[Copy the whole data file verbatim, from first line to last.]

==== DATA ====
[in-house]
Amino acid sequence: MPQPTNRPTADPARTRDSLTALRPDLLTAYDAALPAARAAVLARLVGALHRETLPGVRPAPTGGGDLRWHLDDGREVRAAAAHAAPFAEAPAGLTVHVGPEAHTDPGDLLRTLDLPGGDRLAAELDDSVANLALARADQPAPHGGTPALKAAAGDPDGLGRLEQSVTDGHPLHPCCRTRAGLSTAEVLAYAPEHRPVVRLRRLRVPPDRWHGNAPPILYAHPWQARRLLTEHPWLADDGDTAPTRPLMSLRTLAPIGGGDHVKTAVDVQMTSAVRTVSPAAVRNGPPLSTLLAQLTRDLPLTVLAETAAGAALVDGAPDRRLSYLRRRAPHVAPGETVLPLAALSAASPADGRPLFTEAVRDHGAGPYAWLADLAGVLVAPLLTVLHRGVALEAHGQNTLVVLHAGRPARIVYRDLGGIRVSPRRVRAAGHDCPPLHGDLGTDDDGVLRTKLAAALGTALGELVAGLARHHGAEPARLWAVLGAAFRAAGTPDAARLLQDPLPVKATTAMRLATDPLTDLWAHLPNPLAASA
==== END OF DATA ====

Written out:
[in-house]
Amino acid sequence: MPQPTNRPTADPARTRDSLTALRPDLLTAYDAALPAARAAVLARLVGALHRETLPGVRPAPTGGGDLRWHLDDGREVRAAAAHAAPFAEAPAGLTVHVGPEAHTDPGDLLRTLDLPGGDRLAAELDDSVANLALARADQPAPHGGTPALKAAAGDPDGLGRLEQSVTDGHPLHPCCRTRAGLSTAEVLAYAPEHRPVVRLRRLRVPPDRWHGNAPPILYAHPWQARRLLTEHPWLADDGDTAPTRPLMSLRTLAPIGGGDHVKTAVDVQMTSAVRTVSPAAVRNGPPLSTLLAQLTRDLPLTVLAETAAGAALVDGAPDRRLSYLRRRAPHVAPGETVLPLAALSAASPADGRPLFTEAVRDHGAGPYAWLADLAGVLVAPLLTVLHRGVALEAHGQNTLVVLHAGRPARIVYRDLGGIRVSPRRVRAAGHDCPPLHGDLGTDDDGVLRTKLAAALGTALGELVAGLARHHGAEPARLWAVLGAAFRAAGTPDAARLLQDPLPVKATTAMRLATDPLTDLWAHLPNPLAASA